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Theatre Wallay organises literary gathering in the open

January 18, 2015
Haris Khalique and others at the annual event of Theatre Wallay in front of National Press Club. — White Star
Haris Khalique and others at the annual event of Theatre Wallay in front of National Press Club. — White Star

ISLAMABAD: Theatre Wallay, a volunteer group of actors and literary personalities, organised its annual event outside the National Press Club (NPC) on Saturday, but attendance remained thin as most of the citizens could not reach the venue due to the petrol crisis.

Those who managed to attend the Sham-i-Sukhan gathering recited poetry and remembered the over 150 children and teachers of the Army Public School Peshawar who were killed in a terrorist attack on December 16.

Sham-i-Sukhan is an annual function which is held in halls and auditoriums. However, this year it was organised in the open to promote the narrative of liberal society that despite the Peshawar incident the civil society and literary people were not scared of the outlawed Taliban.

Poet and columnist Harris Khalique recited poetry and got appreciation from the participants. Talking to Dawn, Mr Khalique said he did not believe that the nation was on one page after the Peshawar incident. “Though there is a consensus that action should be taken against terrorists, there is still no consensus on changing the mindsets. Moreover, there are not enough efforts on part of the state to radically change its policies,” he said. “There is also an issue of consistency but still I am not pessimist. We will continue raising our voice against the policies,” he said. “It is about converting Pakistan into a normal livable state and the civil society will continue its efforts for it,” he said.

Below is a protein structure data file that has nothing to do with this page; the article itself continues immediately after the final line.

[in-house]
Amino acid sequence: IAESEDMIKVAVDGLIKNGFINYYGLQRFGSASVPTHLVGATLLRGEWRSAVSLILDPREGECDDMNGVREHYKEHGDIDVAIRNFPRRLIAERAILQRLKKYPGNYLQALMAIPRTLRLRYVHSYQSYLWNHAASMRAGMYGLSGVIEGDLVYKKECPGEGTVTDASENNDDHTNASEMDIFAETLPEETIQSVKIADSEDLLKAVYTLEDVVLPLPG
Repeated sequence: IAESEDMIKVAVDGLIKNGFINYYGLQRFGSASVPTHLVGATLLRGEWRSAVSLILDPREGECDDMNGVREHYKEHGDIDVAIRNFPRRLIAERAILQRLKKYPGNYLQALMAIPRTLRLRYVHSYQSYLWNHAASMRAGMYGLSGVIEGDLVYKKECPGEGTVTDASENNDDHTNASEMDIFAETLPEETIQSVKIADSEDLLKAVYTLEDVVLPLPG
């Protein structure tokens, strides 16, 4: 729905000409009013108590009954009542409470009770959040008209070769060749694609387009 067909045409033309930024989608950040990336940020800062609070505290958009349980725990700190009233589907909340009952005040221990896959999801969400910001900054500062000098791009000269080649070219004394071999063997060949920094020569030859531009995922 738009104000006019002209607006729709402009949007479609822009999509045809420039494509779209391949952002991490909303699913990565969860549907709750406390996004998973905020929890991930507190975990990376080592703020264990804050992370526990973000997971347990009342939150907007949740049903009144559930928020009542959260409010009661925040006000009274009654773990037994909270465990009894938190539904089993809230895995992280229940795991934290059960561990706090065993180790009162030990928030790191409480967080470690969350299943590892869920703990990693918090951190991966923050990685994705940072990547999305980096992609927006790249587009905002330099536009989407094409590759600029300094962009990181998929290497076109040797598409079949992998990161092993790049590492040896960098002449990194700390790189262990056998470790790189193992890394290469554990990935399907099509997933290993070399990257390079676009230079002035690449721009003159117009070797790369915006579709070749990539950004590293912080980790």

Salman Haider, a teacher at the Fatima Jinnah Women University, added that terrorism was a multidimensional issue. “Though the government should take action against the terrorists, the society should also realise why we are not ready to show tolerance towards others,” he said.

“Difference of opinion is not unusual in all countries but violence is not allowed in the name of difference of opinion.”

Ammar Khalid, a teacher and researcher, said it was difficult to predict about the future and come up with a solution to the issue of terrorism but we should take advantage of the national consensus after the Peshawar incident.

“We have to take the issue of terrorism above ideological differences and make the country peaceful,” he said. In reply to a question, Mr Ammar said the objective to hold the Sham-i-Sukhan gathering in the open was to give a message that civil society was not scared.

Artist Fiza Hassan also recited poetry on the occasion.

Published in Dawn January 18th , 2015

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